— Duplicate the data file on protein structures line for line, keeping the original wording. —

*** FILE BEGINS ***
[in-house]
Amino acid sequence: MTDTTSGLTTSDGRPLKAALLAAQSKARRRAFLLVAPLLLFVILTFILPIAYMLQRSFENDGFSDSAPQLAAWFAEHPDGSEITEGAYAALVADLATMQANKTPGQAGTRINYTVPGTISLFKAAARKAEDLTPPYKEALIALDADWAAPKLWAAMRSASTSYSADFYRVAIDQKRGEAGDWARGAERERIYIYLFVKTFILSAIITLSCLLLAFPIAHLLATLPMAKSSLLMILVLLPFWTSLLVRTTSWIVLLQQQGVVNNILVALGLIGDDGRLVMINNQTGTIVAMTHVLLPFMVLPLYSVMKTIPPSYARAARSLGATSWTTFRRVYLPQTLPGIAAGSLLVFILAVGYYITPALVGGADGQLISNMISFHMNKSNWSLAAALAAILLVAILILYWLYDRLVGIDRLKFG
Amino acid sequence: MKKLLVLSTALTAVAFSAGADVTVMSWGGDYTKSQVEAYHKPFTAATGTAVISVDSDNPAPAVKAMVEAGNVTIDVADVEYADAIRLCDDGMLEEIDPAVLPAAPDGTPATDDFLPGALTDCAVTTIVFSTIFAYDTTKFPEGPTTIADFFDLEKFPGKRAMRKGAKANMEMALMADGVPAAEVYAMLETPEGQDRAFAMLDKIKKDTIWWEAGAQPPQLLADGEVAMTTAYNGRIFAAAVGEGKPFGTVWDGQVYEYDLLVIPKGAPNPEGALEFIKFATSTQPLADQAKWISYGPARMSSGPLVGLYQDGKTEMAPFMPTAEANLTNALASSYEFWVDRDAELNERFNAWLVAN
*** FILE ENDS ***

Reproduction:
[in-house]
Amino acid sequence: MTDTTSGLTTSDGRPLKAALLAAQSKARRRAFLLVAPLLLFVILTFILPIAYMLQRSFENDGFSDSAPQLAAWFAEHPDGSEITEGAYAALVADLATMQANKTPGQAGTRINYTVPGTISLFKAAARKAEDLTPPYKEALIALDADWAAPKLWAAMRSASTSYSADFYRVAIDQKRGEAGDWARGAERERIYIYLFVKTFILSAIITLSCLLLAFPIAHLLATLPMAKSSLLMILVLLPFWTSLLVRTTSWIVLLQQQGVVNNILVALGLIGDDGRLVMINNQTGTIVAMTHVLLPFMVLPLYSVMKTIPPSYARAARSLGATSWTTFRRVYLPQTLPGIAAGSLLVFILAVGYYITPALVGGADGQLISNMISFHMNKSNWSLAAALAAILLVAILILYWLYDRLVGIDRLKFG
Amino acid sequence: MKKLLVLSTALTAVAFSAGADVTVMSWGGDYTKSQVEAYHKPFTAATGTAVISVDSDNPAPAVKAMVEAGNVTIDVADVEYADAIRLCDDGMLEEIDPAVLPAAPDGTPATDDFLPGALTDCAVTTIVFSTIFAYDTTKFPEGPTTIADFFDLEKFPGKRAMRKGAKANMEMALMADGVPAAEVYAMLETPEGQDRAFAMLDKIKKDTIWWEAGAQPPQLLADGEVAMTTAYNGRIFAAAVGEGKPFGTVWDGQVYEYDLLVIPKGAPNPEGALEFIKFATSTQPLADQAKWISYGPARMSSGPLVGLYQDGKTEMAPFMPTAEANLTNALASSYEFWVDRDAELNERFNAWLVAN